WHERE S.sid = R.sid and R.bid = 100

Available:

Index on R.bid

Index on S.sid

Index Nested Loops Join, Sailors as Outer

There is no index on Reserves.sid, so Reserves CANNOT be the inner relation in INL.

If there was an index on Reserves.sid, only (1) would be feasible, since selections CANNOT be pushed to the inner relation of INL

(2)

(4)

INL

sid=sid

INL

sid=sid

File scan.

Write to T1

bid=100

Sailors

File scan.

On-the-fly

bid=100

Sailors

Reserves

Reserves

(5)

(3)

INL

INL

sid=sid

sid=sid

Index.

Write to T1

bid=100

Index

On-the-fly

bid=100

Sailors

Sailors

Reserves

Reserves

inl selection on inner
INL, Selection on Inner
  • Pushing selection on inner is not possible in INL
  • INL can only be applied when there is an index on the join attribute of the inner relation
slide32

bid=100

On-the-fly

SMJ

sid=sid

Sailors

Reserves

(1)

SELECT *

FROM Sailors S, Reserves R

WHERE S.sid = R.sid and R.bid = 100

Available:

Index on R.bid

Index on S.sid

Sort Merge Join

SMJ

SMJ

SMJ

SMJ

sid=sid

sid=sid

sid=sid

sid=sid

(2)

File scan.

Write to T1

File scan.

on-the-fly

Index

Write to T1

Index

On-the-fly

bid=100

bid=100

bid=100

bid=100

Sailors

Sailors

Sailors

Sailors

(4)

Reserves

Reserves

Reserves

Reserves

(5)

(3)

slide33

bid=100

On-the-fly

SMJ

sid=sid

Sailors

Reserves

(1)

SELECT *

FROM Sailors S, Reserves R

WHERE S.sid = R.sid and R.bid = 100

Available:

Index on R.bid

Index on S.sid

Sort Merge Join

SMJ

SMJ

SMJ

SMJ

sid=sid

sid=sid

sid=sid

sid=sid

(2)

Index

On-the-fly

File scan.

on-the-fly

File scan.

Write to T1

Index

Write to T1

bid=100

bid=100

bid=100

bid=100

Sailors

Sailors

Sailors

Sailors

(4)

Reserves

Reserves

Reserves

Reserves

Pipelining not possible on relations of SMJ

(5)

(3)

Pipelining not possible on relations of SMJ

sort merge join
Sort Merge Join
  • Pushing selection on may or may not improve the runtime
    • Depends on the time to write the result of the selection and
    • The degree to which the selection makes the inner relation smaller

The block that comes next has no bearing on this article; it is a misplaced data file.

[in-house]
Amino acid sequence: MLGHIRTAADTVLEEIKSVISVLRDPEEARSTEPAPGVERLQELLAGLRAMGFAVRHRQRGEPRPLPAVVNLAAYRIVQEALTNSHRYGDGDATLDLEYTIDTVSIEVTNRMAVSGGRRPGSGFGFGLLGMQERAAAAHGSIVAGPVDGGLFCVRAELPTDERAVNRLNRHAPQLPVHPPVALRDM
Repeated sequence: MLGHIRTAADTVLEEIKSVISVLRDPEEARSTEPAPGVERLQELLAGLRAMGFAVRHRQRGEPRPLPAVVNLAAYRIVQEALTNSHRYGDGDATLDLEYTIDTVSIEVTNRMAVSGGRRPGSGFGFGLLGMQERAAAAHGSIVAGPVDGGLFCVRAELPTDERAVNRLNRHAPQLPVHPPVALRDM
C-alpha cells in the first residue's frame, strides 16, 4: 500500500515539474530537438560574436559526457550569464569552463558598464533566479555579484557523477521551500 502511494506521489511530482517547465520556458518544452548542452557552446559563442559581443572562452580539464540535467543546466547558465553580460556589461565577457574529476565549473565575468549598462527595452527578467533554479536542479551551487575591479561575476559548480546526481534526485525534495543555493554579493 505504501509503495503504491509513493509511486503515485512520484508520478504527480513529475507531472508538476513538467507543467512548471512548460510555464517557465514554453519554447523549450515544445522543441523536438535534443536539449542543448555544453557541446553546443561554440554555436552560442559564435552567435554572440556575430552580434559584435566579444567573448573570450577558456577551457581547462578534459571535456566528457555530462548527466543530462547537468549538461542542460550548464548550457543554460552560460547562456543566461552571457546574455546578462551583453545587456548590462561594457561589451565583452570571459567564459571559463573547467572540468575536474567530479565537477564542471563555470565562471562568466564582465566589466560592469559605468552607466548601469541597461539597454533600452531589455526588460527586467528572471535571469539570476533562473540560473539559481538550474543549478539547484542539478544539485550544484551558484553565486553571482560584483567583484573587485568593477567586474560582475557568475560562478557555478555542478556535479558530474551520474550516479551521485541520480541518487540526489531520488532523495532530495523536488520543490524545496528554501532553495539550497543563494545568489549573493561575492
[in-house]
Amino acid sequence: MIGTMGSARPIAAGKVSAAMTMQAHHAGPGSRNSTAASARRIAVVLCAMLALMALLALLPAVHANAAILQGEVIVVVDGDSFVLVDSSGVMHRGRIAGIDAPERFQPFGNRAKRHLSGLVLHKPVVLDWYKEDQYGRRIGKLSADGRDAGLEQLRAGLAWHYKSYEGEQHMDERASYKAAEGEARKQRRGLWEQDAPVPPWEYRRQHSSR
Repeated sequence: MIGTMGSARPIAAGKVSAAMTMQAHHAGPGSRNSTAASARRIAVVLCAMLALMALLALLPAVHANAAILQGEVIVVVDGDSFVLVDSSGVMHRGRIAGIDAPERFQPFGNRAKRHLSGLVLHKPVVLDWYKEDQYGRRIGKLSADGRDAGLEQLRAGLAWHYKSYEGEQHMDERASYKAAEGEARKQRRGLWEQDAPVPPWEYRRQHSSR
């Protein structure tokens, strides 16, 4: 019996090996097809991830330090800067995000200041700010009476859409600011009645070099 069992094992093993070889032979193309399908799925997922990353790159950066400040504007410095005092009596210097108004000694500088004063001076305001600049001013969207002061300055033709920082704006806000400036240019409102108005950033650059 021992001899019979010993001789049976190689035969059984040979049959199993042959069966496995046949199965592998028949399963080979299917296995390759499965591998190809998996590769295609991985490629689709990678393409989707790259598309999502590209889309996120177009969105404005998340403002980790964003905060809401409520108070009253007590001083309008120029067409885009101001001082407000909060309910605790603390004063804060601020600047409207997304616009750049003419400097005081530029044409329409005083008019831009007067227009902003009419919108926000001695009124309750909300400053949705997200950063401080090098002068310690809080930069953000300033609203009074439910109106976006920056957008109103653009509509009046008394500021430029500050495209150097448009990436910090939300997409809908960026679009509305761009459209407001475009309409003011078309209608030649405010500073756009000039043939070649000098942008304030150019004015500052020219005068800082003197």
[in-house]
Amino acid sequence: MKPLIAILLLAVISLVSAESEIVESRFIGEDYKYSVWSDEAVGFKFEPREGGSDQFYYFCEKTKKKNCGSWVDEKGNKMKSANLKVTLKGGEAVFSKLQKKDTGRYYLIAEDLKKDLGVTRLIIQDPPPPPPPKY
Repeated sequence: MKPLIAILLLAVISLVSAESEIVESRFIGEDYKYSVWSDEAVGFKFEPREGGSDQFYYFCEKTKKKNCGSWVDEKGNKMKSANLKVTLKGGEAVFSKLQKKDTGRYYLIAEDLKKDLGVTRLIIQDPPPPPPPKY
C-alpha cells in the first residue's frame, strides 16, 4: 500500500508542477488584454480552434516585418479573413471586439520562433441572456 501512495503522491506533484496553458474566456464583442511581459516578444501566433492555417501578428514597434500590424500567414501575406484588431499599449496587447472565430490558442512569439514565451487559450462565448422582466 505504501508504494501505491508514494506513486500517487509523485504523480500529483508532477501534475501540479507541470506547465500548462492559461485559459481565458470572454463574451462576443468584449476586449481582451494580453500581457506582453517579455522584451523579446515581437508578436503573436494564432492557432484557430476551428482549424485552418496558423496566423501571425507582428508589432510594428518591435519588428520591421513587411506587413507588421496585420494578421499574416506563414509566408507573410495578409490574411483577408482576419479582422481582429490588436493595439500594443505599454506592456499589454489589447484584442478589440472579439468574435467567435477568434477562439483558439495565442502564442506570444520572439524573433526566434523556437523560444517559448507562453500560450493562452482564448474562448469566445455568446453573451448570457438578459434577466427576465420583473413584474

• Determining whether (2) or (3) is cheaper is simply checking whether it is more efficient to evaluate the selection using a file scan or using an index
some notes
Some Notes
  • Projection is dealt with in the exact same manner as selection
  • If there are more indexes, then some additional options may become available
    • E.g., index on R.sid, then Reserves as inner in INL
  • If there are less indexes, then some options may become available
    • E.g., no index on S.sid, then INL, not possible
    • E.g., no index on R.bid, then selection can only be performed using file scan
some more notes
Some More Notes
  • If there is a selection on both inner and outer relations, then follow rules introduced here for both relations
  • We now review with another example…
slide37

Course(cid,name,points,room,lid)

Lecturer(lid,name,level)

SELECT *

FROM Course C, Lecturer L

WHERE L.lid = C.lid and C.points>3 and C.room=7

  • There are 20,000 courses. 100 rows fit in a page
  • There are 5,000 lecturers. 200 rows fit in a page
  • The buffer is of size 22
  • The number of points for a course is between 2 and 5
  • There are 100 rooms
  • There is a clustered Btree on L.lid, with access time 3
  • There is an unclustered Hash on C.room, with access time 2
  • There is a clustered Btree on C.points, with access time 3
  • What is the cheapest plan, if only BNL and INL can be used?
slide38

Course(cid,name,points,room,lid)

Lecturer(lid,name,level)

SELECT *

FROM Course C, Lecturer L

WHERE L.lid = C.lid and C.points>3 and C.room=7

  • What is the cheapest plan, if only BNL and INL can be used?
  • Size of Course: 20000/100 = 200 blocks
  • Size of Lectures: 5000/200 = 25 blocks
  • Access Course:
    • File scan: 200
    • Hash (room): 2 + 200*100(n lines)/100(room options) = 202
    • Btree on Points: 3 + 200(total blocks)/2(half of the course have more then 3 points) = 103 (IO Reads)
  • Access Lectures:
    • File scan: 25
    • (Btree: not of a value we need )
    • Files after selection = 25
  • Size of Course after selection:
    • 200(total)/2(n points selection)/100(room selection) = 1
slide39

Course(cid,name,points,room,lid)

Lecturer(lid,name,level)

SELECT *

FROM Course C, Lecturer L

WHERE L.lid = C.lid and C.points>3 and C.room=7

  • Plans
    • BNL course on outer
      • Select course = 103
      • Join: Br + Bs*Br / 2B = 25*[1/20] = 25
      • Total 128
    • INL course on outer
      • Select 103
      • Join: 1*100 *(3(Btree) + 1(lec to each course)) = 400
      • Total: 503
slide40

Course(cid,name,points,room,lid)

Lecturer(lid,name,level)

SELECT *

FROM Course C, Lecturer L

WHERE L.lid = C.lid and C.points>3 and C.room=7

  • Plans
    • BNL Lecture on outer
      • We differ to 2 different ways – first with the selection before the join and second after
      • Select before the join
      • Select after the join
        • The select is on the fly
        • BR + BS ([Br]/(B-2))
        • 25 + 200([25/(22-2)])=425
      • Select before the join
        • Select with index on course: 103
        • Writing to temp file = 1
        • BR + BS ([Br]/(B-2))
        • Total: 103 + 25+(200/200)*(25/(22-2)) = 103 + 27 = 131
multiple relation queries1
Multiple-Relation Queries
  • When there are several relations in a query, planning becomes more complex. Some issues:
    • how should each relation be accessed?